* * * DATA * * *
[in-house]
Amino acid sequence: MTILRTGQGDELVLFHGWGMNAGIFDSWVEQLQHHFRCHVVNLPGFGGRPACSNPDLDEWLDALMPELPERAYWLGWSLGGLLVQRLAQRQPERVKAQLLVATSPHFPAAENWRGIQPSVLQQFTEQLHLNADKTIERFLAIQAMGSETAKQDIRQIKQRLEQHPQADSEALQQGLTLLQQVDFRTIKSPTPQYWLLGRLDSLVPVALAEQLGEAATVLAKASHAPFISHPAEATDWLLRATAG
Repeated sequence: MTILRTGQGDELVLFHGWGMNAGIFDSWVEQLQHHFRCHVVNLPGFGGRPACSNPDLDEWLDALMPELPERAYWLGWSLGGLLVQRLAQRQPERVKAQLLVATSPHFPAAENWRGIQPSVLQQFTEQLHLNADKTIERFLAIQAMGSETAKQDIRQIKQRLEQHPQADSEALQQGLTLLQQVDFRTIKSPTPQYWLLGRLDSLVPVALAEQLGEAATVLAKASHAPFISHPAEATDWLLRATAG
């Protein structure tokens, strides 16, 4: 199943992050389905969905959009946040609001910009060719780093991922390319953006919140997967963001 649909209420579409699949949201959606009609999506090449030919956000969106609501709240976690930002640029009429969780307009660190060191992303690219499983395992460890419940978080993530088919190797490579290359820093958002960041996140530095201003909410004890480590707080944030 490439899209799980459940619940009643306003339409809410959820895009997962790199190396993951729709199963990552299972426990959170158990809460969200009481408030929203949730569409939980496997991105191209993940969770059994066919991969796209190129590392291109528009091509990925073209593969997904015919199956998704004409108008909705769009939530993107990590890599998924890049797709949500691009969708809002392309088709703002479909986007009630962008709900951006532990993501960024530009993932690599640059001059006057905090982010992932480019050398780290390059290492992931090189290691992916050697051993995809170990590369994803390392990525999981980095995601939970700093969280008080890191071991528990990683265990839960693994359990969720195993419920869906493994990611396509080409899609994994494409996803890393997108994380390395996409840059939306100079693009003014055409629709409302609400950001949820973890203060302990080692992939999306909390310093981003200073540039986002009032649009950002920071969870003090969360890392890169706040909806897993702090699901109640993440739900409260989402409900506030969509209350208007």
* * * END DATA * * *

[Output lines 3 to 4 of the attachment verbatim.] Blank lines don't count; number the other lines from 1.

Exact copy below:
Repeated sequence: MTILRTGQGDELVLFHGWGMNAGIFDSWVEQLQHHFRCHVVNLPGFGGRPACSNPDLDEWLDALMPELPERAYWLGWSLGGLLVQRLAQRQPERVKAQLLVATSPHFPAAENWRGIQPSVLQQFTEQLHLNADKTIERFLAIQAMGSETAKQDIRQIKQRLEQHPQADSEALQQGLTLLQQVDFRTIKSPTPQYWLLGRLDSLVPVALAEQLGEAATVLAKASHAPFISHPAEATDWLLRATAG
């Protein structure tokens, strides 16, 4: 199943992050389905969905959009946040609001910009060719780093991922390319953006919140997967963001 649909209420579409699949949201959606009609999506090449030919956000969106609501709240976690930002640029009429969780307009660190060191992303690219499983395992460890419940978080993530088919190797490579290359820093958002960041996140530095201003909410004890480590707080944030 490439899209799980459940619940009643306003339409809410959820895009997962790199190396993951729709199963990552299972426990959170158990809460969200009481408030929203949730569409939980496997991105191209993940969770059994066919991969796209190129590392291109528009091509990925073209593969997904015919199956998704004409108008909705769009939530993107990590890599998924890049797709949500691009969708809002392309088709703002479909986007009630962008709900951006532990993501960024530009993932690599640059001059006057905090982010992932480019050398780290390059290492992931090189290691992916050697051993995809170990590369994803390392990525999981980095995601939970700093969280008080890191071991528990990683265990839960693994359990969720195993419920869906493994990611396509080409899609994994494409996803890393997108994380390395996409840059939306100079693009003014055409629709409302609400950001949820973890203060302990080692992939999306909390310093981003200073540039986002009032649009950002920071969870003090969360890392890169706040909806897993702090699901109640993440739900409260989402409900506030969509209350208007």